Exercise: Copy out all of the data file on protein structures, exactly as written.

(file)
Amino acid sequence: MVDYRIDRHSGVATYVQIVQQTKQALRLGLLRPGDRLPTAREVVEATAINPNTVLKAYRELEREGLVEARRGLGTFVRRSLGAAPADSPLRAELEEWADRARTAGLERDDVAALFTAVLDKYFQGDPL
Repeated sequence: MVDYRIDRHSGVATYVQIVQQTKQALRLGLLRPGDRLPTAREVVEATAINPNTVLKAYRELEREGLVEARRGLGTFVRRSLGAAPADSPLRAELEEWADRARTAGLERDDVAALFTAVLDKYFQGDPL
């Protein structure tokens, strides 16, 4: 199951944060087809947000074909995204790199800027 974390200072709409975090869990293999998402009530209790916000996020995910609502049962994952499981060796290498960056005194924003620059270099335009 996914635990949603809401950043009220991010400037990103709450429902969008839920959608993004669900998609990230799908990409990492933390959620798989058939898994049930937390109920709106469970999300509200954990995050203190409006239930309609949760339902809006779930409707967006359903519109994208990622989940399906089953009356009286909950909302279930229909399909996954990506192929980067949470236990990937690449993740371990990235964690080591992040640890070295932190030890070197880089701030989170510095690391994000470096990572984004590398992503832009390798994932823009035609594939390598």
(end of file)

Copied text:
Amino acid sequence: MVDYRIDRHSGVATYVQIVQQTKQALRLGLLRPGDRLPTAREVVEATAINPNTVLKAYRELEREGLVEARRGLGTFVRRSLGAAPADSPLRAELEEWADRARTAGLERDDVAALFTAVLDKYFQGDPL
Repeated sequence: MVDYRIDRHSGVATYVQIVQQTKQALRLGLLRPGDRLPTAREVVEATAINPNTVLKAYRELEREGLVEARRGLGTFVRRSLGAAPADSPLRAELEEWADRARTAGLERDDVAALFTAVLDKYFQGDPL
């Protein structure tokens, strides 16, 4: 199951944060087809947000074909995204790199800027 974390200072709409975090869990293999998402009530209790916000996020995910609502049962994952499981060796290498960056005194924003620059270099335009 996914635990949603809401950043009220991010400037990103709450429902969008839920959608993004669900998609990230799908990409990492933390959620798989058939898994049930937390109920709106469970999300509200954990995050203190409006239930309609949760339902809006779930409707967006359903519109994208990622989940399906089953009356009286909950909302279930229909399909996954990506192929980067949470236990990937690449993740371990990235964690080591992040640890070295932190030890070197880089701030989170510095690391994000470096990572984004590398992503832009390798994932823009035609594939390598």